I've been having the usual running discussion over the issue of Objective versus Subjective morality with a young lad on another venue.
Oh, to be young and convinced that mine was the one true way to view the world, and if I just repeat myself often enough, everyone will SEE that I'm right...
Here's how I see it.
Morality is a set of cultural definitions, most if not all of which can be and are changed as the culture itself changes.
Our current set of values, which seem so true and right to us are merely the most recent iteration...
I brought up the subject of racism, noting that in my youth, it was a deeply ingrained moral value that blacks and whites should not marry, so deeply a part of the common psyche, that there were laws written to prevent it...
The lad tried to argue that it was all an aberration, not a moral thing at all... I pointed out that he was viewing it all in a subjective moral hindsight, a sort of ad hoc moral objectivism. After all, he reasons, if it's wrong now, it was always actually wrong. The majority of the folk I grew up with would beg to differ...
I remember those times, I was a child of them and those values were hard to shake.
Slavery is wrong. I believe that to the core of my being.
There are a lot of articles I read, speeches I listen to, experts with motivational quotes that I examine that are designed to hit hard at reality and get us thinking and many scientific discoveries made every day that continue to make me delve deeper and deeper into my psyche. I try to expand every aspect of how I think and learn in any way that I can; well, sans harmful drugs, of course. For me, learning is one of the most important aspects of the human condition and those that come to this realization strive to make us all understand that.
Sometimes, however, there are some aspects of ourselves that may never be understood even through the most thoroughly organized data, tireless research and hair-pulling questions that we grapple with all the time. We can't possibly know everything; of course, theists would explain that that's when you plug a god into that gap and your worries are over. Every one here that disbelieves understands that when you cast aside your brain to a figment of man, you surrender your existence. Everything dealing with what people consider gods are centuries of limited understanding coming back to haunt us in a modern society, plain and simple. Men wrote every holy book on Earth due to observations around them and when they couldn't explain it, they invented supernatural characteristics to feed the need of knowing. What we have now is separation, confusion, disorder, violence and social disillusionment.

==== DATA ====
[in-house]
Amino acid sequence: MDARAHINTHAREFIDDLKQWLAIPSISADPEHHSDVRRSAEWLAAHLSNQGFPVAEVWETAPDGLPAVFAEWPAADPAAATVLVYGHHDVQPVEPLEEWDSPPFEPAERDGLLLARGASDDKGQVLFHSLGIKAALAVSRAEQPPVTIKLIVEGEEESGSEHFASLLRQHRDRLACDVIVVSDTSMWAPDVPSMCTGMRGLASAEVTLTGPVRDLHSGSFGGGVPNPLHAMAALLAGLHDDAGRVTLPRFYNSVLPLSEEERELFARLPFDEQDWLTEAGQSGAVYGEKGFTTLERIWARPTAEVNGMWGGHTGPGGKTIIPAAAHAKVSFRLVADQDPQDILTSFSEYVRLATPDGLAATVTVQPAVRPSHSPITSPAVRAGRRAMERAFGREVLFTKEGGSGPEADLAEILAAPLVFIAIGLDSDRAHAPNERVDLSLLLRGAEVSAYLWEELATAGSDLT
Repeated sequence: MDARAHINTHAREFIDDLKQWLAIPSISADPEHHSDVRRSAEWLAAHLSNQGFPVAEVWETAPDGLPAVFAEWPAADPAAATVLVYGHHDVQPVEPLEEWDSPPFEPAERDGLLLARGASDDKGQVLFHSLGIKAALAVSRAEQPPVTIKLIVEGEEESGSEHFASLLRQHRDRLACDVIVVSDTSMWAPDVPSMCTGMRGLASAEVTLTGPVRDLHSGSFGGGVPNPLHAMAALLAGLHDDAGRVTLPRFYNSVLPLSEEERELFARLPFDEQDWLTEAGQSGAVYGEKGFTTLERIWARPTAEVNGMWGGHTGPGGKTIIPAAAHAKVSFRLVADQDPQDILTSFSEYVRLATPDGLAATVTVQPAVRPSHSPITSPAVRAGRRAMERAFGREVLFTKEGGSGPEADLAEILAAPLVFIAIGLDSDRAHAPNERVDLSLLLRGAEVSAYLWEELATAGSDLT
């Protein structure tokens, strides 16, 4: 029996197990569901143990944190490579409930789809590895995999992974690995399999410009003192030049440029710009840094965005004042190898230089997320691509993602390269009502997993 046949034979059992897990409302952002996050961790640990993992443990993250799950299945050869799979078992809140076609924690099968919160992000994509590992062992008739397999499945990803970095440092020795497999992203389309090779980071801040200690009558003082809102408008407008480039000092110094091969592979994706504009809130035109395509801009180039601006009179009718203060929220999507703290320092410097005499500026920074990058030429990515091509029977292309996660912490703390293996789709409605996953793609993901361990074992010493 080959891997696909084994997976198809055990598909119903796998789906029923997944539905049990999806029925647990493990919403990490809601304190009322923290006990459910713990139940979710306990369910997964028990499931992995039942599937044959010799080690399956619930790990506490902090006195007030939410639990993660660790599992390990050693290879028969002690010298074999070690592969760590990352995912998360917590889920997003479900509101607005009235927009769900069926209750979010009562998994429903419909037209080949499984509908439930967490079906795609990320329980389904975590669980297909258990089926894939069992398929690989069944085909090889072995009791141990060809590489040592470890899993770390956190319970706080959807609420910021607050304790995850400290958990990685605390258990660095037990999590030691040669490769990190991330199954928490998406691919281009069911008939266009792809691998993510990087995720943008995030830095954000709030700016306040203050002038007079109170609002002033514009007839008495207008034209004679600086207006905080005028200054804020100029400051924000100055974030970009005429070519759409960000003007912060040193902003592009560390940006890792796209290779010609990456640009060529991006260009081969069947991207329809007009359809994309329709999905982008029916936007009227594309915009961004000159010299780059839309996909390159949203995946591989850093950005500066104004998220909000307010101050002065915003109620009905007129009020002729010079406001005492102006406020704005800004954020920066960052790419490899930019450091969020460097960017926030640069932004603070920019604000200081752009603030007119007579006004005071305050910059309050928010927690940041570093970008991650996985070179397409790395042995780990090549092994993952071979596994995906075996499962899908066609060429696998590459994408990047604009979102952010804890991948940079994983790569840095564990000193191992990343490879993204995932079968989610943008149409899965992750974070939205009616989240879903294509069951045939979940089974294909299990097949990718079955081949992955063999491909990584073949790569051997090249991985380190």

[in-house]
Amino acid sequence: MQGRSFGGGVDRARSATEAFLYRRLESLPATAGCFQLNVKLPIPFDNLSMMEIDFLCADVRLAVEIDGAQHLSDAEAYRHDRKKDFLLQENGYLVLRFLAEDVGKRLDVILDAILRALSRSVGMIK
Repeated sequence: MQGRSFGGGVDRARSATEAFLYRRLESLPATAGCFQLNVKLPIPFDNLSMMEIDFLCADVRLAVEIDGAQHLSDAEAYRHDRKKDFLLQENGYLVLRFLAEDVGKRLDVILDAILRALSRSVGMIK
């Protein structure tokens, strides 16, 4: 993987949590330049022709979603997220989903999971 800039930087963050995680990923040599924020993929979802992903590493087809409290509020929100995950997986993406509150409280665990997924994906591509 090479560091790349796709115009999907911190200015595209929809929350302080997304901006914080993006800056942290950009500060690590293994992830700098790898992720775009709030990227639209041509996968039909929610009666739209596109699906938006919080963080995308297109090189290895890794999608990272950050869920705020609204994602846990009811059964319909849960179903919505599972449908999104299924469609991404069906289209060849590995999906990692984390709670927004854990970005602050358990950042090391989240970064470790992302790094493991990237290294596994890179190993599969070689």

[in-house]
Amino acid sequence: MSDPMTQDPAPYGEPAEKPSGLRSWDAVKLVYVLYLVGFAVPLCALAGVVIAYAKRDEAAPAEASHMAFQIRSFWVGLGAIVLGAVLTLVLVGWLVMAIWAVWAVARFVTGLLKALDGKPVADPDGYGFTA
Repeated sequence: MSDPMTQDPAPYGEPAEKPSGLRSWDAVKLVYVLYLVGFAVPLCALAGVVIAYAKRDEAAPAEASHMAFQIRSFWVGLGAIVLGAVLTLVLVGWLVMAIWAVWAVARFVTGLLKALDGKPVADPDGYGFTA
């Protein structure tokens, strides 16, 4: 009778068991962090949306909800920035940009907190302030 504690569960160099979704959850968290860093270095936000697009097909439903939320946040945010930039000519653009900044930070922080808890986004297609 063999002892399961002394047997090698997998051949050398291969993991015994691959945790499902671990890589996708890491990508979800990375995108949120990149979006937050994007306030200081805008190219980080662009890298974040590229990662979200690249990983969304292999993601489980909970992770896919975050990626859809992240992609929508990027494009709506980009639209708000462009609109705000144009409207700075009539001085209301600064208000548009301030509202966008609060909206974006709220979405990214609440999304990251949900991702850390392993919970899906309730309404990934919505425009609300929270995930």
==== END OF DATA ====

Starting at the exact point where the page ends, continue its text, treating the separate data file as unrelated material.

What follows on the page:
Religion is superstition writ large, fear of the outer darkness made manifest. Assuaging the unearned guilt with false forgiveness and seeking comfort in emptiness. The lazy mind has no need of questions, filled as it is with spoon fed certainties. Faith is the light that blinds.
And, those of us who have thrown off the shackles of superstition, do we ever fear?
I’ve seen over and over the act of dieing, and it fills me with some small dread, yet, that which comes after has no horror, because it is the same as what came before… Simple non being.
The universe holds abundant wonders and nature alone is worthy of awe. I am an atheist. LC >;-}>
I need no mouldering tome of savage tales to guide me, only reason.
I need no fantasy forgiveness for my offenses, no reward for the good things I have done, they have all made me who I am, and I would not change them.
"It ain't necessarily so, It ain't necessarily so, the t'ings dat yo li'bal to read in de Bible, they ain't necessarily so... "
About Charlotte's Web, from Wikipedia "The novel tells the story of a pig named Wilbur and his friendship with a barn spider named Charlotte. When Wilbur is in danger of being slaughtered by the farmer, Charlotte writes messages praising Wilbur (such as "Some Pig" ) in her web in order to persuade the farmer to let him live."
We've been told all our lives about how 'good', 'perfect' and 'without sin' jesus was said to be. The truth is, we don't know because the four pamphlets that comprise his only biography are at best sketchy about his personal life and decidedly slanted for the public view. He may have been (if he existed at all) a pretty good guy. Or, he may have been given to banging two shekel hookers by the dozen while swilling his own miraculous wine and performing the epic 'pull my finger' miracle for the boys... we just don't know.
Let's see how 'good' Jesus was.
"Luke (2:43-49) When Jesus' parents begin the long trip back to Nazareth, the twelve year old Jesus stays behind, without asking their permission. Mary and Joseph search for him for three days and when they finally find him, Jesus doesn't apologize. Rather, he blames them for not knowing that he was doing his father's business."